- The Washington Times - Friday, May 13, 2005

Exclusive

An investigating officer has recommended that the Marine Corps drop murder charges against 2nd Lt. Ilario Pantano, who shot to death two Iraqi insurgents a year ago during a raid on an insurgent hideout in the “Triangle of Death.”

The 16-page report from Lt. Col. Mark E. Winn castigates as unreliable the prosecution’s chief witness, Sgt. Daniel L. Coburn, whom Lt. Pantano had removed as squad leader weeks before the April 15, 2004 shooting.

“The government was not able to produce credible evidence or testimony that the killings were premeditated,” Col. Winn wrote in his May 12 report, a copy of which was obtained today by The Washington Times.

“I think now [Sgt. Coburn] is in a position where he has told his story so many times, in so many versions that he cannot keep his facts straight anymore,” Col. Winn wrote of the chief witness.

Col. Winn’s decision follows a five-day pretrial hearing last month at Camp Lejeune, N.C., Lt. Pantano’s home base. His role is to conduct the hearing and decide whether a court-martial is warranted.

At the Article 32 hearing, defense attorney Charles Gittins argued that Lt. Pantano fired in self-defense after two captured Iraqis moved toward him and ignored his warning, in Arabic, to stop. The two were unarmed.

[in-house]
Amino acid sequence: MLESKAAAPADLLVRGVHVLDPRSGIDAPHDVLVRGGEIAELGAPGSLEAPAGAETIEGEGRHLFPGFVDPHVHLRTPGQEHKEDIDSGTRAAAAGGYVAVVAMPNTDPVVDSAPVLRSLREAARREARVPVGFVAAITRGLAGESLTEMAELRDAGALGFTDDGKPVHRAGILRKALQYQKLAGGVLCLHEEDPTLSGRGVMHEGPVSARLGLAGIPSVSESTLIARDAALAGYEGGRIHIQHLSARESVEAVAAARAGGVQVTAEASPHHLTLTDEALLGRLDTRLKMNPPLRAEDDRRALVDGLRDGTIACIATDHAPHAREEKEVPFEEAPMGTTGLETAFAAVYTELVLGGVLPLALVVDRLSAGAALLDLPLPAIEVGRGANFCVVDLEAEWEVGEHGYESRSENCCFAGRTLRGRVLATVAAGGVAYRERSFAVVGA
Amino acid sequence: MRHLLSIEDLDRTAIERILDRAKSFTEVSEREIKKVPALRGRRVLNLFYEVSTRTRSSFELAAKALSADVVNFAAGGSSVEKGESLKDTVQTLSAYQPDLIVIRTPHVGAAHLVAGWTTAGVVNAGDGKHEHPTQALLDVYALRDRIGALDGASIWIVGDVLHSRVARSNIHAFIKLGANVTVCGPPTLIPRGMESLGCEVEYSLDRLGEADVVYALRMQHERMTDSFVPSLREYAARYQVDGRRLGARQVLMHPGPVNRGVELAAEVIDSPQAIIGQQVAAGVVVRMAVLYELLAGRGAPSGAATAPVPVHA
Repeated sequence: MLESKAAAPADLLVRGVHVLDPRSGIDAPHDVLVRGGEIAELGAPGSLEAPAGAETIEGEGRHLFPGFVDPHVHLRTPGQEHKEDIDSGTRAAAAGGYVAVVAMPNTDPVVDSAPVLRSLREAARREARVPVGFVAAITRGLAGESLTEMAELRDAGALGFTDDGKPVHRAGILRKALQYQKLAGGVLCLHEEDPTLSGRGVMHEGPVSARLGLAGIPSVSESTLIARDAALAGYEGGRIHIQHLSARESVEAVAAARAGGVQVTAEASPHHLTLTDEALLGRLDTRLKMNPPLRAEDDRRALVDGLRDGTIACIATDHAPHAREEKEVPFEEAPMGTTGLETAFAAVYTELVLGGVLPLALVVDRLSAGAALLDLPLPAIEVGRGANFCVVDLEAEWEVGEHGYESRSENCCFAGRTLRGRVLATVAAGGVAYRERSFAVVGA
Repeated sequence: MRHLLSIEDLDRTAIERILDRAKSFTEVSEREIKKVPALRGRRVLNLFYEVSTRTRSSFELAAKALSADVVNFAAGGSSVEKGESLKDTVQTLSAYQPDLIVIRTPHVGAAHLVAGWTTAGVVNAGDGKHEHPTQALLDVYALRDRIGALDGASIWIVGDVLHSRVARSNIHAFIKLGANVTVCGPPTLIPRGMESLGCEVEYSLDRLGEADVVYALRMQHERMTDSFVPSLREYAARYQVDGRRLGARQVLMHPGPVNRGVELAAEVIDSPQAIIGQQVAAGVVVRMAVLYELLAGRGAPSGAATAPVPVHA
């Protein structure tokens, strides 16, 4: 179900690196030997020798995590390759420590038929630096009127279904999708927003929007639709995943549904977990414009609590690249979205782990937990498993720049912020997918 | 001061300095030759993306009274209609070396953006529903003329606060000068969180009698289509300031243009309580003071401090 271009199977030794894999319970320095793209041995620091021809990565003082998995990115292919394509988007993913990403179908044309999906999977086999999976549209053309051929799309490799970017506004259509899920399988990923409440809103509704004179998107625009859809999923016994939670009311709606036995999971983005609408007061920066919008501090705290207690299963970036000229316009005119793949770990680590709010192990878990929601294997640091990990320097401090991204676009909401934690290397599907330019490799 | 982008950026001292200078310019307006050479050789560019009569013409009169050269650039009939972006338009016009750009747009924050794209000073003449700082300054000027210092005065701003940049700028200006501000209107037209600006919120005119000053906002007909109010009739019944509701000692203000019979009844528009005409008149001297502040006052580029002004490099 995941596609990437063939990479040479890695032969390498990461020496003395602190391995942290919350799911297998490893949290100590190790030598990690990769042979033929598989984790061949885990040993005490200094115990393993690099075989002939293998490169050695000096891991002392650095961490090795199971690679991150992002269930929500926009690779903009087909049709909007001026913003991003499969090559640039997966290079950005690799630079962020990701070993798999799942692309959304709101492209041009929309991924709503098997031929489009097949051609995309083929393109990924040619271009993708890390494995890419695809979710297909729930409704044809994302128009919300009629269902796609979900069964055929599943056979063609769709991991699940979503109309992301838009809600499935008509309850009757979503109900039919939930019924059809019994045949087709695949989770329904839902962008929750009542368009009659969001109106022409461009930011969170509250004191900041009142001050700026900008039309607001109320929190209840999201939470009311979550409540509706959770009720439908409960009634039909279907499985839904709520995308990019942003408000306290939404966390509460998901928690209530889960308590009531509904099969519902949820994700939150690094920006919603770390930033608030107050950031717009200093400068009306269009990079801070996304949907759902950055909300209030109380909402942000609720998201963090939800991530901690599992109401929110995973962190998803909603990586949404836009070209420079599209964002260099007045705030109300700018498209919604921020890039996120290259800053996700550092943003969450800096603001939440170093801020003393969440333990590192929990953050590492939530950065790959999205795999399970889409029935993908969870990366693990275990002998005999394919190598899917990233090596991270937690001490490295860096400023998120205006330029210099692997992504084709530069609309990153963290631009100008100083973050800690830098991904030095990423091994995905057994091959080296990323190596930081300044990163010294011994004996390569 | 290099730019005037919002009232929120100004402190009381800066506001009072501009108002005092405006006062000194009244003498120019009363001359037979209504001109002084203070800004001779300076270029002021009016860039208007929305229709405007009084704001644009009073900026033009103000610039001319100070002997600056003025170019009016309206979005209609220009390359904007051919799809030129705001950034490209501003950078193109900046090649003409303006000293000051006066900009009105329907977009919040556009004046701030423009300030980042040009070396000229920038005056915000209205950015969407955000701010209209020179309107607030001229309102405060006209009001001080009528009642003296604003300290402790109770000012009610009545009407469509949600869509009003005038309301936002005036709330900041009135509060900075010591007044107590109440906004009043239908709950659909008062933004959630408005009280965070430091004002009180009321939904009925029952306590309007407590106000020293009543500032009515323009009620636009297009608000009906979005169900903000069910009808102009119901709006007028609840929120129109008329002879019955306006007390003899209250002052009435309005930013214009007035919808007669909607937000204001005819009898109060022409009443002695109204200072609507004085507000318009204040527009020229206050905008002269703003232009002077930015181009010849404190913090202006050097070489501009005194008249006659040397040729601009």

The case has drawn national attention because the Marines charged Lt. Pantano, 33, with offenses that could bring the death penalty. Critics said the Corps was, in effect, second-guessing the officer at a time of heightened violence in the “Triangle of Death” south of Baghdad, where Iraqi insurgents were killing Marines with some regularity.

Lt. Pantano also boasts a storybook life: After serving in the Marines as an enlisted man and graduating from New York University, he embarked on careers on Wall Street and then as a TV producer. But he gave up a comfortable Manhattan lifestyle and talked his way back into the Marine Corps at 31 to fight terrorists after the September 11 attacks by al Qaeda.

Col. Winn recommended to Maj. Gen. Richard Huck that all criminal charges be dropped, including murder and destruction of the Iraqis’ vehicle.

Col. Winn recommended that Lt. Pantano face administration punishment for firing too many rounds at the two men.

Gen. Huck can accept the recommendations or overrule them and order a court-martial of Lt. Pantano.

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